Two designers from Cameroon designed for the famous German beer-festival Oktoberfest a traditional Bavarian dress known as dirndl, but with an African twist
Designers Rahmee Wetterich and Marie Darouiche may speak fluent German but their roots lie in the African country of Cameroon from where they came more than 30 years ago. It's their love of both fashion, and Germany's traditional Oktoberfest beer festival which unites the two.
And with just about a week and a half to go until the first beer is pulled at the Bavarian festival, the pair have created a line of traditional dresses know as dirndls which also mirror African traditions.
It all began when Marie draped herself in the colourful material which she bought at an African market in Paris and turned it into a dirndl. Just at that time, Anne Jansen was in the Galerie Noh Nee where the sisters work, and fell in love the the prototype dirndl a la Africaine. The idea was soon to evolve into something unique.
"The special thing about the material which has inspired us is that it is the same material as that worn by ladies in Africa," explains designer Rahmee Wetterich. "We were fascinated by the fact that you could completely change this situation and make a Bavarian dirndl out of it which looks really great."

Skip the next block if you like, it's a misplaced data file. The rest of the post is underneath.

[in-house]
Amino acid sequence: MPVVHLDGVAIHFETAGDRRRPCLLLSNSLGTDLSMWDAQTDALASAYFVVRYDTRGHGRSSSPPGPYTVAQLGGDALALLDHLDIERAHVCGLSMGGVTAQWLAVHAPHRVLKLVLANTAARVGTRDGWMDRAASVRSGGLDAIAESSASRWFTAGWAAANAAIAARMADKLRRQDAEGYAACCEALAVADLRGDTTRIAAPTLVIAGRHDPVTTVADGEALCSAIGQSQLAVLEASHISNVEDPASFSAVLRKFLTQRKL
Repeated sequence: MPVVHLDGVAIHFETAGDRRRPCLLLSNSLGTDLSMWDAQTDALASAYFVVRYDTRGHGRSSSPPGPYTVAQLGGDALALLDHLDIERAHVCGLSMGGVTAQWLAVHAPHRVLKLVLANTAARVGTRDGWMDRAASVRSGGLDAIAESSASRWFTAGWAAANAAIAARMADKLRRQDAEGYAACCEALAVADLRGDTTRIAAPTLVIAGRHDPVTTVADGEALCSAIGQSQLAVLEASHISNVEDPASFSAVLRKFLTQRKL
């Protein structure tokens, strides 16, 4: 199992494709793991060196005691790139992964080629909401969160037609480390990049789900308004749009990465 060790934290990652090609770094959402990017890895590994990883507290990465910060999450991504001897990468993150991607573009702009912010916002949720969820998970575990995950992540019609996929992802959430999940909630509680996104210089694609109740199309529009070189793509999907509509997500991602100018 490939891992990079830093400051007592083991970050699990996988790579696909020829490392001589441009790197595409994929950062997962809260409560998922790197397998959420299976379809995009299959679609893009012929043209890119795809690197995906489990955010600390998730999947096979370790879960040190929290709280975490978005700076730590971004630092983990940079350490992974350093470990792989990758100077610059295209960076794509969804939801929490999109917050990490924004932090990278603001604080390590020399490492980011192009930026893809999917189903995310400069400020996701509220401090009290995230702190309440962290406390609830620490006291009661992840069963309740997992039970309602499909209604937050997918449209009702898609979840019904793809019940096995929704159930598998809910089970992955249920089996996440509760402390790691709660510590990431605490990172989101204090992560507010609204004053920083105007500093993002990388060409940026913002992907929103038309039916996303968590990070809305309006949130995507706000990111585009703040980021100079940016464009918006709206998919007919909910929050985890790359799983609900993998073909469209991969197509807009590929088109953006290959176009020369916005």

The two material experts continued to improve and refine their dirndl creations by sewing shells into the neckline and adding what can only be described as explosions of colour, to the traditional aprons. And it is this originality which drew Anne Jansen to the dresses.
"I think that the colours and the material are really special. There are many people who make dirndls with glitter and the likes but I think these materials are just so beautiful. They also transfer well to the tradition of the dirndl. I really like this," she told Reuters TV.
At some point the two designers also hope to put their dirndls onto the African market because, as Wetterich explains, "The whole thing is a homage to the African woman."
Until then the dirndl dresses can be tried on at the Munich Noh Nee Galerie, where there are selling for prices from 750 euro (950 US dollars). And for that price, a woman in Germany will have something unique, perhaps only also worn, but in a different form, by a woman in Africa.